correct burden of proof and legal principles, the good faith
defense was established.
publish our opinion because of our analysis of the
requirements of the good faith defense. Some cases have held
that a transferee cannot avail itself of the good faith
defense if the transferee had fraudulent intent, colluded
with a person who was engaged in a fraudulent conveyance, or
actively participated in a fraudulent conveyance. A line of
federal cases interpreting California law concludes the good
faith defense may also fail if the transferee had actual
knowledge of facts suggesting to a reasonable person that the
transfer was fraudulent. Some of those cases may be read to
improperly establish an inquiry notice standard, and others
frame the test in a way that is inconsistent with the
legislative comment to section 3439.08. After analyzing those
state and federal cases, we hold a transferee cannot benefit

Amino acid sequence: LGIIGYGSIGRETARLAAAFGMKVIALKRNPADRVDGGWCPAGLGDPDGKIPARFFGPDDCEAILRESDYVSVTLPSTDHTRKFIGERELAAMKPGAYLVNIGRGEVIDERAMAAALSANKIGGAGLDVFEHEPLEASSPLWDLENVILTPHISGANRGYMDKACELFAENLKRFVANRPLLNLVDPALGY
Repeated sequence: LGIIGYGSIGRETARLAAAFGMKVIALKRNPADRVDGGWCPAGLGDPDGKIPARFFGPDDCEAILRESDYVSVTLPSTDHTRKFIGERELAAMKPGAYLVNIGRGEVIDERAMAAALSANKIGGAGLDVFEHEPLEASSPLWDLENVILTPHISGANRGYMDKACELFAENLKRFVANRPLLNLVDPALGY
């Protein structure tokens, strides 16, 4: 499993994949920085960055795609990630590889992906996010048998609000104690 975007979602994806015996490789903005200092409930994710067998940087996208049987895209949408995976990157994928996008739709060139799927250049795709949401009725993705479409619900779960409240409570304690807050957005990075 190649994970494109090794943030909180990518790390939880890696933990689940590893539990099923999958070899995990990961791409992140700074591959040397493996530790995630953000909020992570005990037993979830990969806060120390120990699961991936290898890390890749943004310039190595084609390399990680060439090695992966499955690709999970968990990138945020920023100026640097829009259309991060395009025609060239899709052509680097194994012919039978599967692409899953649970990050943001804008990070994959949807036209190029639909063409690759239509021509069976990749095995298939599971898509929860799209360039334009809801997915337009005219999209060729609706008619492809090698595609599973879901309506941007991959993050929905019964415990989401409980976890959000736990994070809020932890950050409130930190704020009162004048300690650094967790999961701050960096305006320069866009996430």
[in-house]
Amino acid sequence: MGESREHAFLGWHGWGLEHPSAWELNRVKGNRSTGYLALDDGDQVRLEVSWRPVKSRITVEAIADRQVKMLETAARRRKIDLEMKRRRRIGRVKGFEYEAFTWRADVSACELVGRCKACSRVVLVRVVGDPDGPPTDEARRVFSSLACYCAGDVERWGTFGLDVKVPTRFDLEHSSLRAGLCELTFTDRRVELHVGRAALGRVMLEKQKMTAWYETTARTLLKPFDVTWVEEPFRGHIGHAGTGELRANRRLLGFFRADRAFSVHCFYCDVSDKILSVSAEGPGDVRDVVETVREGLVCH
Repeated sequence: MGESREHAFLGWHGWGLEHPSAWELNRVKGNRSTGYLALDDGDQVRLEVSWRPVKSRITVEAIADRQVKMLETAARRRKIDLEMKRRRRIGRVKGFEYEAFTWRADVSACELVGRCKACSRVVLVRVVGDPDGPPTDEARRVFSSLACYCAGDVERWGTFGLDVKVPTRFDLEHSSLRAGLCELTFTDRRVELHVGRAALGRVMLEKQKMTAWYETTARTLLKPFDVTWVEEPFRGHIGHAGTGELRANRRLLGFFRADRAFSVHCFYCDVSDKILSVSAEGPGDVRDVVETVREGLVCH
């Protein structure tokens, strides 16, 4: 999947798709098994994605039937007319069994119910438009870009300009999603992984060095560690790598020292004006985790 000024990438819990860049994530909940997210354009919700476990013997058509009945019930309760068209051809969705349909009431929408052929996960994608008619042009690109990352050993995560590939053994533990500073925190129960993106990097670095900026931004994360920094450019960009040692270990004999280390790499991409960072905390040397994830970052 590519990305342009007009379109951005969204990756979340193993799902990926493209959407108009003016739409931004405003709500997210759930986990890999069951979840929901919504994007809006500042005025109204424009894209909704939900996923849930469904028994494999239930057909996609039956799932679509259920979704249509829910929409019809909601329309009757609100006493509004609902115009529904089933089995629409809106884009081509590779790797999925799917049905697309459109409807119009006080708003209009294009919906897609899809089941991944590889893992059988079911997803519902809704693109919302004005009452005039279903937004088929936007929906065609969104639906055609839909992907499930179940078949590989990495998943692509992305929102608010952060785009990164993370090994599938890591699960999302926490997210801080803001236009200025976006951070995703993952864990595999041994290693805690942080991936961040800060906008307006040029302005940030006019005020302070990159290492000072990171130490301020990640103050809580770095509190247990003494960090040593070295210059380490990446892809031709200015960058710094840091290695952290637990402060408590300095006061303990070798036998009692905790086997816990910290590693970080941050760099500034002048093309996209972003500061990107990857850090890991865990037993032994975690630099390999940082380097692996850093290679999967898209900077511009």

from the good faith defense if that transferee had fraudulent
intent, colluded with a person who was engaged in the
fraudulent conveyance, actively participated in the
fraudulent conveyance, or had actual knowledge of facts
showing knowledge of the transferor's fraudulent
conclude that the trial court did not err in granting
equitable subrogation to Urban Financial. This decision has
the effect of making a portion of the Urban Financial
mortgage senior to Nautilus's abstract of judgment even
though the Urban Financial mortgage was recorded after the
abstract of judgment.
we conclude the trial court's equitable grant of priority
to a money judgment to Nautilus as against Chao Chen, over a
portion of Urban Financial's lien on the reverse mortgage
loan taken out by Chao Chen, was proper.
OF FACTS AND PROCEDURAL HISTORY
is a manufacturer of exercise equipment under various trade